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The Rise of “Moderate Mike” – Part III

Before moving on to this third and final review of Sen. Michael Roberson’s moderate “coming out” appearance on “Ralston Reports” a week ago (click here for Part I and click here for Part II), it’ll be helpful to first give you a little background on the conservative icon Roberson trashed in the final minutes of his interview.

There are a lot of people who write conservative columns. There are many who write conservative books. Still others who communicate conservatism via radio and TV talk-shows.

And then there are principled conservatives who do more than talk the talk. They are activists in the truest sense of the word. They are true believers. They inspire and lead others to take action. They are what is referred to as “movement” conservatives.

Grover Norquist, president of Americans for Tax Reform, is the quintessential movement conservative.

Don’t get me wrong. Grover talks the conservative talk. He’s written three conservative books. He’s a contributing editor to the American Spectator magazine. He’s a regularly published conservative guest columnist in papers all across the country. He blogs. He tweets. He Facebooks. And he regularly spreads the conservative gospel on radio and television shows – including a 60 Minutes profile earlier this year.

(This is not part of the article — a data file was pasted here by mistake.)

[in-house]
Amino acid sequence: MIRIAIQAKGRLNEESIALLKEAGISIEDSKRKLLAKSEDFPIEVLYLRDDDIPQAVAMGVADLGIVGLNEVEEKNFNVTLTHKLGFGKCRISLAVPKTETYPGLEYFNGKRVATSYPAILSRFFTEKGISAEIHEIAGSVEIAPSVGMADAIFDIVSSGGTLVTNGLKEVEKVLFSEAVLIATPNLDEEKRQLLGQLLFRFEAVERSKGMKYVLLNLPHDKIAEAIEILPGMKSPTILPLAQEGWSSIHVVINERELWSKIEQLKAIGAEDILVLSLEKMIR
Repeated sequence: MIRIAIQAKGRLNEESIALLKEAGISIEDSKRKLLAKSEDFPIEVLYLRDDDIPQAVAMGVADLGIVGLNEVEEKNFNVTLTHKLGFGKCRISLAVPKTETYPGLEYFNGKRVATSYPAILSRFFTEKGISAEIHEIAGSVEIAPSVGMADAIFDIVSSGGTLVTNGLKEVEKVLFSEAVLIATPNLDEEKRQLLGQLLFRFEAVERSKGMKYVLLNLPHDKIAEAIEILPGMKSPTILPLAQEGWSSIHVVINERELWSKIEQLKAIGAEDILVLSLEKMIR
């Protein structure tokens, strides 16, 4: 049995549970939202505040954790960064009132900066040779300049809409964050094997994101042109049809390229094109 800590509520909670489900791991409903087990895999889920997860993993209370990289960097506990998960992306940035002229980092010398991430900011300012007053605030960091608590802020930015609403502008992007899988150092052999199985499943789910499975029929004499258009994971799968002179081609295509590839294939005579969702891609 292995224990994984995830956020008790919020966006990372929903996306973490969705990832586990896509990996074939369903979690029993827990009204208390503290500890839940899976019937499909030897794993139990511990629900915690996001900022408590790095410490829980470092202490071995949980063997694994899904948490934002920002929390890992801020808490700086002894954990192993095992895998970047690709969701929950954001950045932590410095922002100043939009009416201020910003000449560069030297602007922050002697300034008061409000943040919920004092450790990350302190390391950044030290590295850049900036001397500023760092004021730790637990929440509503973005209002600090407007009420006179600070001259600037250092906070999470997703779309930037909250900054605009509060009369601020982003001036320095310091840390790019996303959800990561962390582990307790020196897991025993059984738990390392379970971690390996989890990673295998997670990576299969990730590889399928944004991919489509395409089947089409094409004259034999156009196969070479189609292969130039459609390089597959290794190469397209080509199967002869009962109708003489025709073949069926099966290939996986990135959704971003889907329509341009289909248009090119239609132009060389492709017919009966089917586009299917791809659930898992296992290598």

But Grover also walks the walk…in the trenches.

He holds not one, but two Masters Degrees from Harvard, where he cut his teeth in the conservative movement as executive director of the College Republicans.

He went on to found Americans for Tax Reform (ATR) in 1985 at the request of then-President Ronald Reagan, and also sits on the boards of the American Conservative Union (ACU) and the National Rifle Association (NRA) – perhaps the three most influential and effective conservative organizations in the nation today.

ATR’s Taxpayer Protection Pledge (which is made to a candidate’s voters, not to Grover) has been signed by every Republican presidential nominee since its inception and just about every GOP Member of Congress, along with well over 1,200 Republicans in state legislatures (including, by the way, Sen. Roberson himself…who broke his Pledge earlier this year; something he conveniently neglected to mention in his interview).